Birnbaum considers two experiments that have pairs of respective outcomes—call them “star pairs”—that determine proportional likelihood functions. He then constructs a hypothetical mixture experiment with these two experiments as its components. By the conditionality principle, an outcome of either component experiment has the same as the evidential meaning of the corresponding outcome of the mixture experiment. Now, there is a sufficient statistic that lumps together outcomes of the mixture experiment corresponding to star pair outcomes of the component experiments. By the sufficiency principle, then, these outcomes of the mixture experiment have the same evidential meaning. Given that an outcome of the mixture experiment has the same evidential meaning as a corresponding outcome of a component experiment, and that outcomes of the mixture experiment corresponding to star pair outcomes of the two component experiments have the same evidential meaning as one another, it follows that star pair outcomes of the two component experiments have the same evidential meaning as one another. That is just what the likelihood principle asserts.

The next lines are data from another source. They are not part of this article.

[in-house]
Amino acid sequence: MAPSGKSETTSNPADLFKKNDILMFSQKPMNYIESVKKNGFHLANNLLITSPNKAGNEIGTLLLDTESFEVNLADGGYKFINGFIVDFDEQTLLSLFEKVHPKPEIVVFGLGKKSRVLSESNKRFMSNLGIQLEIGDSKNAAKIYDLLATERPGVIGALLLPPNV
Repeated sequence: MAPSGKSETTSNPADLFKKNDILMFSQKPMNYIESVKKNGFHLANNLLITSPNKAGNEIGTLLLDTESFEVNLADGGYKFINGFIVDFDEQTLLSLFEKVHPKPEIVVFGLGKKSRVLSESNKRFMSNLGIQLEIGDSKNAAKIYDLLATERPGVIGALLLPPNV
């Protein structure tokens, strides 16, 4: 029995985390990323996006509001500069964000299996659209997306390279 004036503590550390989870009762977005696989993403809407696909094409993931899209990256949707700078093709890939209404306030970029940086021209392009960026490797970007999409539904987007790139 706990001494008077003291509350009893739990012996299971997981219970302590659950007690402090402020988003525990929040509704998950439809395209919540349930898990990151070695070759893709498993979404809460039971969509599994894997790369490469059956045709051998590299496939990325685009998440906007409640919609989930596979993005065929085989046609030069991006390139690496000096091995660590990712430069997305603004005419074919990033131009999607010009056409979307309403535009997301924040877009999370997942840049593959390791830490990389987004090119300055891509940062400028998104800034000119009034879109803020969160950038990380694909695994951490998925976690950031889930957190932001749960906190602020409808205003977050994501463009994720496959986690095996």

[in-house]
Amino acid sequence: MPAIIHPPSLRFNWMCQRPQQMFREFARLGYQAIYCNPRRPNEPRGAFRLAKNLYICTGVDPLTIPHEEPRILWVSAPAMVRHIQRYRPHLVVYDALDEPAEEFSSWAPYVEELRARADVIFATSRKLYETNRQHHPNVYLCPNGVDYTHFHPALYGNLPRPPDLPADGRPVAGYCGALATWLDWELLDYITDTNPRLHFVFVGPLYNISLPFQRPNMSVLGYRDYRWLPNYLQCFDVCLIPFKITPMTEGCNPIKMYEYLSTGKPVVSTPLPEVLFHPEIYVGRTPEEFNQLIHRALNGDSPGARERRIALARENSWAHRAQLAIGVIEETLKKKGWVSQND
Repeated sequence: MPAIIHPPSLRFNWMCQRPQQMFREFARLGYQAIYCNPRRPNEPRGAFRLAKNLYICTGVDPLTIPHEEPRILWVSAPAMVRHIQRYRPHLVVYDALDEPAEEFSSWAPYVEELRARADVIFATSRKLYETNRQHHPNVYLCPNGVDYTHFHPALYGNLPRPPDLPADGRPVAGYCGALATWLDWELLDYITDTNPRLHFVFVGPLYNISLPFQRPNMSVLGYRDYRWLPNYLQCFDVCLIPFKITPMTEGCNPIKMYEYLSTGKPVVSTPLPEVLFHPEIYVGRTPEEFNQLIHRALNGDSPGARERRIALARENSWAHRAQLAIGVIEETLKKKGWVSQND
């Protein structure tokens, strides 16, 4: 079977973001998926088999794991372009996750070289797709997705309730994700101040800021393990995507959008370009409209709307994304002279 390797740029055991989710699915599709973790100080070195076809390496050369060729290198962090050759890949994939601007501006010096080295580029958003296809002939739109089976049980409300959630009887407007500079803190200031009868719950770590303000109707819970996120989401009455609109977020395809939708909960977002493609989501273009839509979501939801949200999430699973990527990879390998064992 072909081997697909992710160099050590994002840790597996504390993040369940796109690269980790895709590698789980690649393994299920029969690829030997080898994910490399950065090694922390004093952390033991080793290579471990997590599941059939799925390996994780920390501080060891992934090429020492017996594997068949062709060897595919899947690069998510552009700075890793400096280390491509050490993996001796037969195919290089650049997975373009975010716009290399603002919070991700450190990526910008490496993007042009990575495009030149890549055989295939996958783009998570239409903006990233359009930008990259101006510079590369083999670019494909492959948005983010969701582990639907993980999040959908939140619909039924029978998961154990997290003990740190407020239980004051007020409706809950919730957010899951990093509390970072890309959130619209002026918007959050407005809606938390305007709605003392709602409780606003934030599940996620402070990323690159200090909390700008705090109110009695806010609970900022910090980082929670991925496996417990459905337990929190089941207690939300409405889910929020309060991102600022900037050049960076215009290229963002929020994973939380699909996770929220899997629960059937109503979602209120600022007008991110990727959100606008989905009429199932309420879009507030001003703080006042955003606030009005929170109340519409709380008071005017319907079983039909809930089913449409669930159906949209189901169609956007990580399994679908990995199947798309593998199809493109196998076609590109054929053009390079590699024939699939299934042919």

Call the two component experiments E and E’, respectively; call the mixture experiment E*; and let (x*, y*) be a "stair pair," with x* an outcome of E and y* an outcome of E’. Then the following diagram depicts the structure of Birnbaum’s proof, using lines to indicate evidential equivalence and denoting above each line which principle is invoked to establish equivalence:

Several objections to this proof have appeared in the statistics literature (e.g. Durbin 1970, Cox and Hinkley 1974, Kalbfleisch 1974, Joshi 1990) and at least one in the philosophy literature (Mayo 2011), but it is still widely accepted. I am suspicious of Birnbaum's proof, but I do not yet have confidence in any precise diagnosis of where it goes wrong.

One objection to Birnbaum's proof toward which I am sympathetic says that the conditionality princple should be understood not as a claim about evidential equivalence, but as a directive about how to analyze experimental results: thus, the conditionality principle says, "analyze experimental results conditional on which experiment was actually performed." Understood in this way, the conditionality principle prohibits the use of the sufficient statistic that lumps together results from experiment E and experiment E', blocking Birnbaum's proof. (Kalbleisch develops a version of this idea in his 1974, but the specific way in which he develops it may be problematic.) Birnbaum denies that the conditionality principle is to be understood as a directive (1962, p. 281 and elsewhere), but it is not clear to me that he has good reasons for doing so.

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